This is the ninth article in the fourteen-part series ‘Dissertation Writing from Start to Finish’. For the full list of articles click here.
Just a quick one today because I realise that there’s a lot in these articles and that it can be quite easy to feel that the whole idea of doing a dissertation is rather overwhelming. See below for my top 3 tips for sticking at it and managing these difficult moments.
You can do it. Lots of others, just like you, have done it before, and lots will do it next year. You can do it.
1. The Journey of a Thousand Miles Starts with Single Step
So often the key if you’re struggling with something is to break it down into smaller, manageable chunks. Tackling something difficult can be much easier if it’s done step by step, and working out what those steps are gives you a sense of purpose. When know what you have to do, doing it isn’t so tough.
At the start of the process of writing a dissertation, people always think “How on earth will I ever write so many words?” Almost without exception, people finish their project having written far too many words and having a hard time cutting and editing. What I’m saying is, don’t worry about the journey ahead. Break it down into small sections on different topics and before you know it things will start coming together.
For example, you might split your dissertation into:
- An Introduction of about 800-1000 words,
- Three main chapters each of 3000 words, and
- A Conclusion of about 800-1000 words.
This will make you up to your total of about 12000 words. You’ve probably written an essay of 3000 words before. You can do that. If you can do one, you can do three of them.
Then you can break this structure down even further. You can do it for each chapter, or section. For example, if you’re writing your Introduction you might think something like this to yourself:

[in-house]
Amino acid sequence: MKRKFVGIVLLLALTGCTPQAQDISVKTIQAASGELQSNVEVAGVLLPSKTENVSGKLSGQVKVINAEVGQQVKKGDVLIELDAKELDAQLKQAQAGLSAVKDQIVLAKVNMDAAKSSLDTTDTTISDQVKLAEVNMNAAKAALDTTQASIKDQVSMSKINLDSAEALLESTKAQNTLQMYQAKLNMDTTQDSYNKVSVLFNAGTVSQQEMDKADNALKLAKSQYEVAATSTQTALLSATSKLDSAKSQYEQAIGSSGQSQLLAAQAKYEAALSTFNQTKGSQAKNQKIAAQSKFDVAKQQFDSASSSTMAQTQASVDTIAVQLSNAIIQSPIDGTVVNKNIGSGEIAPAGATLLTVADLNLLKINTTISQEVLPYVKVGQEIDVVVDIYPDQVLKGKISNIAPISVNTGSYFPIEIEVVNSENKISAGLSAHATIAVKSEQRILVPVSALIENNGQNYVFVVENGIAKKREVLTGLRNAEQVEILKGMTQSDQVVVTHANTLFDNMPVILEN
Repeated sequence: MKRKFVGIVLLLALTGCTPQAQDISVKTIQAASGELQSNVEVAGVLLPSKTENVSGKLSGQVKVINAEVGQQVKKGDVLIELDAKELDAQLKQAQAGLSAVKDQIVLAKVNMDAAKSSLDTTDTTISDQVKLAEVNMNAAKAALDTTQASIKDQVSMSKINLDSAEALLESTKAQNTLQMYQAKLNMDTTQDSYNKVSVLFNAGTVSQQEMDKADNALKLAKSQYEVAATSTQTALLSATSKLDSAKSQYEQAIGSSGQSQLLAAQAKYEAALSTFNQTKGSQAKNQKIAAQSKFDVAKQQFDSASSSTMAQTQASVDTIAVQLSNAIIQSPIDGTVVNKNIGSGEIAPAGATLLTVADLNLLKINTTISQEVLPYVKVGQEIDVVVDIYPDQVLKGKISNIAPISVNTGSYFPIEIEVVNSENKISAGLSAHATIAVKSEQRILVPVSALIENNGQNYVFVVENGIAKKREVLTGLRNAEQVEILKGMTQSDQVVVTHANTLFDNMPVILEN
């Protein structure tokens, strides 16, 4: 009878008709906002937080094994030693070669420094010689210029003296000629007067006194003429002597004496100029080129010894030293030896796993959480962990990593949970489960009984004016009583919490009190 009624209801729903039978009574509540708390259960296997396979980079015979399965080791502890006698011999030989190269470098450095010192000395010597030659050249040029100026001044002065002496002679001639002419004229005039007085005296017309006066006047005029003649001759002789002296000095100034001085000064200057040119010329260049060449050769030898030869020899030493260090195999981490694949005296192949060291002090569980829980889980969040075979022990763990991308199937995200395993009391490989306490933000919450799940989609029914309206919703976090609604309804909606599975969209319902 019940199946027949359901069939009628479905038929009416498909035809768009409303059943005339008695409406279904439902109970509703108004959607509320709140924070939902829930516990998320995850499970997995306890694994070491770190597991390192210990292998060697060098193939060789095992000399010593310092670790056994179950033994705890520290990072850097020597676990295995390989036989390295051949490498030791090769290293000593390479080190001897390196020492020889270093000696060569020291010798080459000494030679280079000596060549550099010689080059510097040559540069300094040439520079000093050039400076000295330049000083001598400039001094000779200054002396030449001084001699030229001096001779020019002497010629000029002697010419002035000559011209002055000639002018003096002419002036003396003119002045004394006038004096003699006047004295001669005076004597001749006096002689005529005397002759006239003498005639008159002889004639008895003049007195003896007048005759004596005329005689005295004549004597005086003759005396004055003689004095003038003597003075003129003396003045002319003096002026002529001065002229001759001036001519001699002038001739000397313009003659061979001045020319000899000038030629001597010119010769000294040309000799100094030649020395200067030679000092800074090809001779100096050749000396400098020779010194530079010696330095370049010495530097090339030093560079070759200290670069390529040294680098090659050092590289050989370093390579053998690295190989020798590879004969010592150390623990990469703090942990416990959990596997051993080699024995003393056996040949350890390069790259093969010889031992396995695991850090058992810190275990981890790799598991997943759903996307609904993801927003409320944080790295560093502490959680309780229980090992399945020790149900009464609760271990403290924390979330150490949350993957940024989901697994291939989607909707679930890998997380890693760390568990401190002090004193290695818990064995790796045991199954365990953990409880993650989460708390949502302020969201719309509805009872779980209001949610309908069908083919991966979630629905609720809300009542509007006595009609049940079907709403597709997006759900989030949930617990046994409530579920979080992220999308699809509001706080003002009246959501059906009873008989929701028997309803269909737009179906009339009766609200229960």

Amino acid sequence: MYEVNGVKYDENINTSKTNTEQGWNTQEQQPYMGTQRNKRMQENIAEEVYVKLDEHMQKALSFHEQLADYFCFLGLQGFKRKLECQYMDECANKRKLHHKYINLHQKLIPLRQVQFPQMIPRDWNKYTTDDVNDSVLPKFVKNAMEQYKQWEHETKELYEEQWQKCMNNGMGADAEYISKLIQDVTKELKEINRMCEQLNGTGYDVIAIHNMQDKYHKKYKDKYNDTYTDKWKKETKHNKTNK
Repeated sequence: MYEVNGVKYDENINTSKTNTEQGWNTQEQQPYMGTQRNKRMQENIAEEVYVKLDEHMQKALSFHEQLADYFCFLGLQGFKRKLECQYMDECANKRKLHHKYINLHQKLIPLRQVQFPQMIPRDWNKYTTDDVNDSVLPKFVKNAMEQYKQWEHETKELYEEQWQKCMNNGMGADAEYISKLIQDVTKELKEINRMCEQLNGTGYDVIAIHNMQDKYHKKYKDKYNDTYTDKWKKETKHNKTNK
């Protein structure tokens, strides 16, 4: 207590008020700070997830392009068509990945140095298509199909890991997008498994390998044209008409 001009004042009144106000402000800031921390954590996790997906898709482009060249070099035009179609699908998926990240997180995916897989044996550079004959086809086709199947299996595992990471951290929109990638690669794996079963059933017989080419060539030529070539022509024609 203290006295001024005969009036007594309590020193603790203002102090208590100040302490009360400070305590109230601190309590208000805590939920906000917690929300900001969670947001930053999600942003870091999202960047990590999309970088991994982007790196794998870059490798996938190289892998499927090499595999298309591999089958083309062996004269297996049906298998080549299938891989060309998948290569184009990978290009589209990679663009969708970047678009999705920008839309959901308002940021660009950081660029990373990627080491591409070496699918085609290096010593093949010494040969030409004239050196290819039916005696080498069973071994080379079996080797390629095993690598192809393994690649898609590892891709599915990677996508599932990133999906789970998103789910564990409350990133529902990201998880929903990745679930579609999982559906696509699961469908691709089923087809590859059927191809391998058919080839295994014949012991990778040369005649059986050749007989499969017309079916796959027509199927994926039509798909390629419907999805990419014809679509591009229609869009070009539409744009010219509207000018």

“Ok we could have the opening paragraph to introduce the topic, and then three following paragraphs, one on each of my main chapters, and then a concluding paragraph which sets up my first section. I don’t really know what I want to say for that very first, opening paragraph, but I know roughly what my first main chapter is about, so I can start on that paragraph now.”
A timetable might help here, because it gives a visual representation of events and of your completed tasks. I’ve found this helpful myself. In the run up to exams, I always have a large paper calendar which I write the dates of each exam in. This helps me to know what’s coming up, so I can plan better and feel more in control.
2. Celebrate Effort
Give yourself a regular pat on the back. Go on, do it now.
Make sure to recognise what you have done, and also particularly that effort that you put into doing it. Do this even if you didn’t achieve everything that you set out to in a day or a week (and by the way there are lots of studies showing that we almost never do everything we set ourselves to do).
Focusing on effort is also a good way to get yourself to do something you’ve been putting off. Don’t say “Today I’m going to write chapter 3.” Instead say “Today I’m going to spend one hour working on chapter 3.” Maybe you finish it, maybe you don’t, but the story you tell yourself at the end of the day will be much more pleasant with the second one.
3. Give Yourself a Choice, and Treat Yo’self
With a dissertation you often have several bits that you’re working on at once, several plates you’re spinning. If you really don’t feel like doing one bit, and it’s not super urgent, then work on another bit and come back to the first one later, or tomorrow.
This will give you a sense of control over your project, which can be just what we need to keep going with it.
You can also treat yourself.
For example, if you have to do something difficult or ‘boring’, take yourself to a new setting, like a coffee shop or a different library. Change things up. If it will make the afternoon more pleasant, treat yourself; get that hot chocolate with whipped cream!
I hope you’ve found this helpful. Do let me know if there are any tips that you personally use. I’m all ears. The next article is a mini project for you; find it here.